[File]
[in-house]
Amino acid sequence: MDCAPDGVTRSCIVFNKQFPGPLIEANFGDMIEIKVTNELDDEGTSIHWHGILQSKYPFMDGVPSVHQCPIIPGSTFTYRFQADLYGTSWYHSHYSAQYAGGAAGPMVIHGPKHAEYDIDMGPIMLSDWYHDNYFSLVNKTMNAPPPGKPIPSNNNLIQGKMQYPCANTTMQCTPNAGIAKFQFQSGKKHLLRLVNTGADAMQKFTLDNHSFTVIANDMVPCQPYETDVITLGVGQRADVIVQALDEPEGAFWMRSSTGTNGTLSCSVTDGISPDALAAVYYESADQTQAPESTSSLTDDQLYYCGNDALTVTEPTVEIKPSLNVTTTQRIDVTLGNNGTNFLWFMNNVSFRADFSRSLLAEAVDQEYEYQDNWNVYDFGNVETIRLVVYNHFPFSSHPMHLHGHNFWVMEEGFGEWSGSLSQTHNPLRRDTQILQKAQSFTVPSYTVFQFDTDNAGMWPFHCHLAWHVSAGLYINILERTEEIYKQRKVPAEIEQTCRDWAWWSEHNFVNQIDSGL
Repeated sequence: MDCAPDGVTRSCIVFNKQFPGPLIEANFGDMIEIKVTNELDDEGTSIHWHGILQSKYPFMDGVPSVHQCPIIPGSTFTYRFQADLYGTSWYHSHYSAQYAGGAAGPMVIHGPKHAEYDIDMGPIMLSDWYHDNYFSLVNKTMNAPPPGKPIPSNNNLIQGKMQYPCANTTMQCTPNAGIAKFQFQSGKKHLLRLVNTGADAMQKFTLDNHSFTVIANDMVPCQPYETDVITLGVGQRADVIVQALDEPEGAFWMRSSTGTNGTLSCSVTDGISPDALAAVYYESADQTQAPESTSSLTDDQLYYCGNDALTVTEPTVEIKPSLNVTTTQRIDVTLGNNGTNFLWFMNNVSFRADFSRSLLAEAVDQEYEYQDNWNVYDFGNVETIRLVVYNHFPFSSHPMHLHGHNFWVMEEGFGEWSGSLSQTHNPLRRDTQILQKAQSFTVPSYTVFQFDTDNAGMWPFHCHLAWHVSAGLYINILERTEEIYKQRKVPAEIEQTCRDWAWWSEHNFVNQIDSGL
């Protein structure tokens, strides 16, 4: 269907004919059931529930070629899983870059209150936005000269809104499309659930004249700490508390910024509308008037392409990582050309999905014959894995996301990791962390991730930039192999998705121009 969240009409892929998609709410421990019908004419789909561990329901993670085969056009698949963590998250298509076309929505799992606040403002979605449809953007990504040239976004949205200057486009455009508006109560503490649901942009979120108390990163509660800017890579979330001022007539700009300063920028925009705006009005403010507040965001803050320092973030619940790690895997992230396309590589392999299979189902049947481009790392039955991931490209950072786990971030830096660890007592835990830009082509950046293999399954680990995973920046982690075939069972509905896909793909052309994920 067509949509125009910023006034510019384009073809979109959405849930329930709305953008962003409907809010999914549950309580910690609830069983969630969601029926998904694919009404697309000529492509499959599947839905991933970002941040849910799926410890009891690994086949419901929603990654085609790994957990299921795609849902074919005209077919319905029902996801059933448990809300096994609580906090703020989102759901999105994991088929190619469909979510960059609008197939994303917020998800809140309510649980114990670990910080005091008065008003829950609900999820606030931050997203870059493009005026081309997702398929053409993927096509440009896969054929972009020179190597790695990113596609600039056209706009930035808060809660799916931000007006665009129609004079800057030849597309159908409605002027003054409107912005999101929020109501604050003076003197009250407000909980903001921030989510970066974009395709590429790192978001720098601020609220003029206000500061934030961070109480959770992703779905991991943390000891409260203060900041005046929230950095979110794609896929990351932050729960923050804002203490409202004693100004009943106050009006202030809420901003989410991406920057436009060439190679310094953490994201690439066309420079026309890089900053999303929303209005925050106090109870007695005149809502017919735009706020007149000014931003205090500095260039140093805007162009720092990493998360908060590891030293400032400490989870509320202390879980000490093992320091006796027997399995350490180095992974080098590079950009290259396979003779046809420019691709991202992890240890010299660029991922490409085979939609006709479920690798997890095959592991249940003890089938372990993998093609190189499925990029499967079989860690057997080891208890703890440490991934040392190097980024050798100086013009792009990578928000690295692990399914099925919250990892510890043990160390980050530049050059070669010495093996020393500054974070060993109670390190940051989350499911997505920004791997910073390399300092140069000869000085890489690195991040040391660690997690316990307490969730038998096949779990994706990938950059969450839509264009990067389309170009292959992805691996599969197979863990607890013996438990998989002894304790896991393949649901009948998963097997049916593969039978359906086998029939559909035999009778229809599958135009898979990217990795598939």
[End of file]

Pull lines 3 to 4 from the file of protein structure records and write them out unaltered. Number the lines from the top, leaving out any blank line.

Repeated sequence: MDCAPDGVTRSCIVFNKQFPGPLIEANFGDMIEIKVTNELDDEGTSIHWHGILQSKYPFMDGVPSVHQCPIIPGSTFTYRFQADLYGTSWYHSHYSAQYAGGAAGPMVIHGPKHAEYDIDMGPIMLSDWYHDNYFSLVNKTMNAPPPGKPIPSNNNLIQGKMQYPCANTTMQCTPNAGIAKFQFQSGKKHLLRLVNTGADAMQKFTLDNHSFTVIANDMVPCQPYETDVITLGVGQRADVIVQALDEPEGAFWMRSSTGTNGTLSCSVTDGISPDALAAVYYESADQTQAPESTSSLTDDQLYYCGNDALTVTEPTVEIKPSLNVTTTQRIDVTLGNNGTNFLWFMNNVSFRADFSRSLLAEAVDQEYEYQDNWNVYDFGNVETIRLVVYNHFPFSSHPMHLHGHNFWVMEEGFGEWSGSLSQTHNPLRRDTQILQKAQSFTVPSYTVFQFDTDNAGMWPFHCHLAWHVSAGLYINILERTEEIYKQRKVPAEIEQTCRDWAWWSEHNFVNQIDSGL
């Protein structure tokens, strides 16, 4: 269907004919059931529930070629899983870059209150936005000269809104499309659930004249700490508390910024509308008037392409990582050309999905014959894995996301990791962390991730930039192999998705121009 969240009409892929998609709410421990019908004419789909561990329901993670085969056009698949963590998250298509076309929505799992606040403002979605449809953007990504040239976004949205200057486009455009508006109560503490649901942009979120108390990163509660800017890579979330001022007539700009300063920028925009705006009005403010507040965001803050320092973030619940790690895997992230396309590589392999299979189902049947481009790392039955991931490209950072786990971030830096660890007592835990830009082509950046293999399954680990995973920046982690075939069972509905896909793909052309994920 067509949509125009910023006034510019384009073809979109959405849930329930709305953008962003409907809010999914549950309580910690609830069983969630969601029926998904694919009404697309000529492509499959599947839905991933970002941040849910799926410890009891690994086949419901929603990654085609790994957990299921795609849902074919005209077919319905029902996801059933448990809300096994609580906090703020989102759901999105994991088929190619469909979510960059609008197939994303917020998800809140309510649980114990670990910080005091008065008003829950609900999820606030931050997203870059493009005026081309997702398929053409993927096509440009896969054929972009020179190597790695990113596609600039056209706009930035808060809660799916931000007006665009129609004079800057030849597309159908409605002027003054409107912005999101929020109501604050003076003197009250407000909980903001921030989510970066974009395709590429790192978001720098601020609220003029206000500061934030961070109480959770992703779905991991943390000891409260203060900041005046929230950095979110794609896929990351932050729960923050804002203490409202004693100004009943106050009006202030809420901003989410991406920057436009060439190679310094953490994201690439066309420079026309890089900053999303929303209005925050106090109870007695005149809502017919735009706020007149000014931003205090500095260039140093805007162009720092990493998360908060590891030293400032400490989870509320202390879980000490093992320091006796027997399995350490180095992974080098590079950009290259396979003779046809420019691709991202992890240890010299660029991922490409085979939609006709479920690798997890095959592991249940003890089938372990993998093609190189499925990029499967079989860690057997080891208890703890440490991934040392190097980024050798100086013009792009990578928000690295692990399914099925919250990892510890043990160390980050530049050059070669010495093996020393500054974070060993109670390190940051989350499911997505920004791997910073390399300092140069000869000085890489690195991040040391660690997690316990307490969730038998096949779990994706990938950059969450839509264009990067389309170009292959992805691996599969197979863990607890013996438990998989002894304790896991393949649901009948998963097997049916593969039978359906086998029939559909035999009778229809599958135009898979990217990795598939």